Law’s dealings with the senses have been shaped by law’s traditional privileging of the visual as the basis for the legibility and authenticity of the legal subject. Moreover, the association of the visual with objectivity undergirds the principle that law must be impartial, a doctrine that is well and alive, as exemplifi ed by Ronald Dworkin’s infl uential jurisprudential analyses. 1 In an equally infl uential argument, John Rawls (1971) injected new blood in the fi gure of justice as impartial objectivity by using the metaphor of the veil of ignorance to elaborate his concept of fair justice. 2 In this context, a consideration of the relation between law and the senses arises as yet another opportunity for probing the legal imperative to legitimize being through legibility and categorization. With its traditional reliance on legibility, what does law’s approach to bodies reveal about its mediation of the senses? 3 Which epistemological concepts undergird legal practices that legitimize the sensorial into the legible? Furthermore, if the senses function as semiotic systems of social being and relationality, what does the regulation of digital and biometric mediation of the body tell us about law’s governance of citizens as sensorial and sensing bodies? 4

As a socio-cultural institution and set of everyday practices, the law not only legitimizes but also participates in cultural processes of mediation, thereby generating a semiotic of the senses for the sake of governance through identifi cation and recognition. This semiotic of identifi cation is nestled in legal practices and ontological conceptions of the legal subject and it historically feeds on taxonomies of being, aided and abetted by the advent of technes such as anthropometrics, physiognomy and photography. In the fi rst part of this chapter, I focus on Nadar’s L’hermaphrodite (1861) and consider the convergence of a nascent sexological biometrics with the use of photography as a means of generating a taxonomy of sexuality that would reverberate in later medical and legal conceptions of being. 5 However, I show that although Nadar’s pictures construct a scientifi c touch to expose and classify an incongruous body, their mythopoietic mise en scène trumps the sexological, and potentially legal, will to truth. 6

Shifting from this archival moment to law’s legitimization of being in twenty-fi rst-century cybernetic culture, I suggest that Western law is currently striding two cultural paradigms of mediation: one is a logocentric paradigm that can be traced back to the compiling of laws during the era of the Roman emperor Justinian (AD 527-65); 7 the other is the shift from the Gutenberg galaxy to an informational paradigm. Thus, law’s will to truth manifests itself through these two technologies of governance. I consider the use of legal-biometric procedures at airports and their implications for transgendered bodies to demonstrate that, in this technological transformation, law presents itself as a paradoxical assemblage of governance: although in its statutory texts it still invokes practices of sensorial mediation with legibility as its operative mode, it now draws on digital practices of sensorial mediation. In the former case, the law seeks to decode the sensorial body hermeneutically; in the latter case, it seeks to encode the sensorial body as information. With digital biometrics, we see a transmogrifi cation of the imperative for legibility whereby the law intends to author and secure citizenship through the indistinction between identifi cation and identity as a means to the truth of the citizen as a digitally encoded body. This regime of truth grafts onto a new legal ontology whereby to be is to be biometrically identifi ed here, now and forever. However, as Shoshana Magnet (2011b) and Kelly Gates (2011) show, digital biometrics’ claim to infallible truth can only be sustained through a silencing of technological inadequacies and inabilities to capture human complexity and temporality. 8 In this context, transgendered bodies fail to fulfi l the legal aspiration to equate identifi cation with identity. Thus, these bodies perform as signs of sensorial and political dissonance in a governance of body surveillance for the sake of territorial security. 9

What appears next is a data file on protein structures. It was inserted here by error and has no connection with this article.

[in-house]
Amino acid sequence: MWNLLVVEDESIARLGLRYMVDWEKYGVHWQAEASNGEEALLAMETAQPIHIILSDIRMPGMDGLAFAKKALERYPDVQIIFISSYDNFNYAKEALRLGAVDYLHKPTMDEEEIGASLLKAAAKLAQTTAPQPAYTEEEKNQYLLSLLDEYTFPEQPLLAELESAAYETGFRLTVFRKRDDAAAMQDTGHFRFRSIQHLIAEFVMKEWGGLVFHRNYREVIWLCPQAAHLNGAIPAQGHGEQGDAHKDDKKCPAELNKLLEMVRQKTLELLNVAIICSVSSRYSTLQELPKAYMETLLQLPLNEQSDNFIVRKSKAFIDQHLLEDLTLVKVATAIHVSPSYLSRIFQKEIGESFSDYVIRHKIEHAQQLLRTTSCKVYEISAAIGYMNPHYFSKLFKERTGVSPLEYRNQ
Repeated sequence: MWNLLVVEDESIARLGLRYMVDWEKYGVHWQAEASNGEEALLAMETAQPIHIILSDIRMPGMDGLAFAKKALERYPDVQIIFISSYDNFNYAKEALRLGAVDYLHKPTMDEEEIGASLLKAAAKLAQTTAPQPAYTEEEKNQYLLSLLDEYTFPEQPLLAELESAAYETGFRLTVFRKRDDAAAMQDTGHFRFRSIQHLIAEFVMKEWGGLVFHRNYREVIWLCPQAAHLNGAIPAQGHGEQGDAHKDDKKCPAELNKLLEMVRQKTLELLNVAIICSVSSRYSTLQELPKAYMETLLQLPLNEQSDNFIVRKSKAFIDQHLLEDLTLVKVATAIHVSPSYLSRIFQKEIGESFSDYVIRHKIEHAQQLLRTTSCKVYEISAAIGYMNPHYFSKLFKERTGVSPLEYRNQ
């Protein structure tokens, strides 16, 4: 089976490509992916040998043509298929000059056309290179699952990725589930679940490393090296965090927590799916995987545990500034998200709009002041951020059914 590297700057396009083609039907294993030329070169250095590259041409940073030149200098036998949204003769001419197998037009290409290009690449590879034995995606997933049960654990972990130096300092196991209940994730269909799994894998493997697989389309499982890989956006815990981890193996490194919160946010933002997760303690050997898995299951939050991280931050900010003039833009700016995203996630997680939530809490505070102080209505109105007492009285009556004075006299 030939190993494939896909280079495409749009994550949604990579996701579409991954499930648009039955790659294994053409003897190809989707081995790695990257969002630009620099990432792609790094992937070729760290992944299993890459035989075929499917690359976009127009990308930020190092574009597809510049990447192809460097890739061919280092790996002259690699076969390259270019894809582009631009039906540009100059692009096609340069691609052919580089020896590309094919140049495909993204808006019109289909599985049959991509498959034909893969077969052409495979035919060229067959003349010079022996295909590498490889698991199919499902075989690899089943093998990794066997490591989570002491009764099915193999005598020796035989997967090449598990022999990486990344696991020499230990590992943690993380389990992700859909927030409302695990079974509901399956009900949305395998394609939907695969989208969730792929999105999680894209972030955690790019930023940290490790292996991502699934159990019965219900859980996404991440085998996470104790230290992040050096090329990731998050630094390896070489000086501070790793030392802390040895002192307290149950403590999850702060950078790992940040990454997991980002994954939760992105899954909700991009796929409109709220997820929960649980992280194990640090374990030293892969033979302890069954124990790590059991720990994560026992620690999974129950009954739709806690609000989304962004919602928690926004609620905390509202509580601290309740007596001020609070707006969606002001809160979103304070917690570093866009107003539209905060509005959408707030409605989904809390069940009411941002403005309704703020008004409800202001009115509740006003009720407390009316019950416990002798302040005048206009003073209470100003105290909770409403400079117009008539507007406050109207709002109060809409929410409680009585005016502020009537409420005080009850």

I will conclude with an analysis of Mirha-Soleil Ross and Mark Karbusicky’s video (2001), Tremblement de chair , as the political occasion for a different use of digital technology and for a counter-semiosis of sensorial bodies constituting themselves in time. Underlying my analysis of the video is the notion that the senses function as semiotic processes and practices of social being, relationality and affect, and as such participate in a social poiesis whereby in a historical process of citizenship we create and re-create ways of being and doing things. 10 The video illustrates this principle of citizenship through aesthesis, or the sensorial perception of the world, and engages the viewer in a political, ethical and erotic mediation of the world and other bodies. Analog, digital and biometric mediations of transgendered bodies indicate that semiotic practices play a primordial role in the constitution of citizenship: sensorial bodies are enacting citizenship through an agonistic relation between practices of mediation and political agency.